I needed a way to cool the sensor to test the handling of negative numbers. Dry Ice would have been a good option, had I been able to find a local source, which I couldn't. What turned out to do the trick was a can of Wart remover freeze. This is preasurized can of a ether and propane mix which is used to freeze an applicator swab by putting it on a holder and pressing it into a cavity at the top of the can. I found I could wrap the sensor in one of the swabs, put into the top of the can and freeze it. This was able to get the sensor down to - 30 C and provided a way to debug the program so it outputed the negative temperatures correctly. I froze some of the Wart swabs and used them to cool down the processor chip as best I could and it continued to work, although I doubt I was able to get it down anywhere near -30 C.
The wireless thermometer outputs the temperature in the following manor:
Code speed about 18 wpm
positive temps : xxx F or xx C
Negative temps - xx F or - xx C
Leading zeros are suppressed and zeros are sent as the cut number 'T'. minus is [dah dit dit dit dah]
As can be seen from the schematic, not a whole lot of parts are used. A simple crystal oscillator is used for the transmitter. The oscillator will work well below the 2.6 volts the rest of the circuit craps out at. With the oscillator on the bench, I could just hear the oscillator powered at 2.5 volts with my GAP vertical about 20 feet away outside and T-T Argo V receiver. Adding a 6" piece of wire to the emitter of the oscillator brought the signal up to a very reasonable S-7. Depending on how far away the unit is from your antenna, you may or may not have to add the antenna.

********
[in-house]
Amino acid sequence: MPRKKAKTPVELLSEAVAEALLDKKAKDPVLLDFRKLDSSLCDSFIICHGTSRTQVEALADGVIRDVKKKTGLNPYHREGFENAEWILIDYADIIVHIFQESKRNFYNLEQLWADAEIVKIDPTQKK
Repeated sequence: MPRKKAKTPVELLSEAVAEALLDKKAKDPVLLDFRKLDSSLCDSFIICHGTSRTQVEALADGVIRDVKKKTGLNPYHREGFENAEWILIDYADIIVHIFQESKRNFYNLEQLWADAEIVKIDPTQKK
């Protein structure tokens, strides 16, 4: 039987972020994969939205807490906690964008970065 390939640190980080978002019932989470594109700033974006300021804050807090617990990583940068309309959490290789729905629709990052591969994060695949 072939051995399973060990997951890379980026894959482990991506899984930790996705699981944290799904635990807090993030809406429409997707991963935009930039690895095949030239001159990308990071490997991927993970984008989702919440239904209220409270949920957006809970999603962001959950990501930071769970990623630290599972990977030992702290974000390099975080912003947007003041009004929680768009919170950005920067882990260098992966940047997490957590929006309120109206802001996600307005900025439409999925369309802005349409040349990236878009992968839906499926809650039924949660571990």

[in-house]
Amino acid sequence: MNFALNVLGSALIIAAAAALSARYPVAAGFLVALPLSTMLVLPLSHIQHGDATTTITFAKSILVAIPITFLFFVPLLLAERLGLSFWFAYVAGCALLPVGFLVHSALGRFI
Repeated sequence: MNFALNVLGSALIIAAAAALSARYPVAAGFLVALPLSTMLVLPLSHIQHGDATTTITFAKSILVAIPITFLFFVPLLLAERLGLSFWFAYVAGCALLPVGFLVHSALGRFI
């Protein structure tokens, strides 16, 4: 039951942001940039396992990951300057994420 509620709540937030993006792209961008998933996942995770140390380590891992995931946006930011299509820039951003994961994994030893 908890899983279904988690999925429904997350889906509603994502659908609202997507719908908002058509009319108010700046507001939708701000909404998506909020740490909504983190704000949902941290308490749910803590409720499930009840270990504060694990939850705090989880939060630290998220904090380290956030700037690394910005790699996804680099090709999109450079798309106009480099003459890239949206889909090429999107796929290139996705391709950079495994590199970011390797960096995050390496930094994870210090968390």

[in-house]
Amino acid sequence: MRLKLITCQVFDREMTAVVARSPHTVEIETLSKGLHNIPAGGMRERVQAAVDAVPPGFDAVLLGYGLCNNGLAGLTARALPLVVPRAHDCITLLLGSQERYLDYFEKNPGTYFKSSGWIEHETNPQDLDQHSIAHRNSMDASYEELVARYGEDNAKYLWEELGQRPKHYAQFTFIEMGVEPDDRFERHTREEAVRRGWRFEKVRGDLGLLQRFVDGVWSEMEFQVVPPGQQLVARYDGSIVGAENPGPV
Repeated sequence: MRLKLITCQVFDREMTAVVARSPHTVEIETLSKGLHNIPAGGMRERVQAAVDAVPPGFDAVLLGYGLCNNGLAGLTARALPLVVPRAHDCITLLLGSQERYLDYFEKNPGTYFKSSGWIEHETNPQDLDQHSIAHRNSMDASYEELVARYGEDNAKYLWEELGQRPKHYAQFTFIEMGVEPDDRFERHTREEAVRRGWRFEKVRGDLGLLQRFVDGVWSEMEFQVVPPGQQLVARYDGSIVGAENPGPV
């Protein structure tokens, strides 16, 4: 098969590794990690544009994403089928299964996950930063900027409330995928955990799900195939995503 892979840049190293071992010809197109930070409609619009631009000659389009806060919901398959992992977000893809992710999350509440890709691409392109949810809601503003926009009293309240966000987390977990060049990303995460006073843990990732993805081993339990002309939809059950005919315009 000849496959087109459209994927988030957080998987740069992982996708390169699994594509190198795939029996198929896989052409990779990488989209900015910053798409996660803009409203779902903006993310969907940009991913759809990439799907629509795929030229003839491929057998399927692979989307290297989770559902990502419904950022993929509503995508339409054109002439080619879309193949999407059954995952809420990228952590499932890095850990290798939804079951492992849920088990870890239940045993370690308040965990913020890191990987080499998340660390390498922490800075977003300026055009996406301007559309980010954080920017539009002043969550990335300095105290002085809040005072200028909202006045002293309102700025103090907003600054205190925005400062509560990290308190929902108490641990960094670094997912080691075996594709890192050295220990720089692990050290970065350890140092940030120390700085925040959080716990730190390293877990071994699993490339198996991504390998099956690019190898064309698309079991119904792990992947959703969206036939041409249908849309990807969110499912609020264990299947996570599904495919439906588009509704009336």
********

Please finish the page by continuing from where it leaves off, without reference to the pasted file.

The value of R3 is not very critical, any value in that general range will work. R2 is not absolutely needed, but if it is not used, pin 1 should be connected to pin 8 to prevent false resets. With pin 3 open, the unit will transmit the temperature in F, with it shorted to ground, it will transmit in C.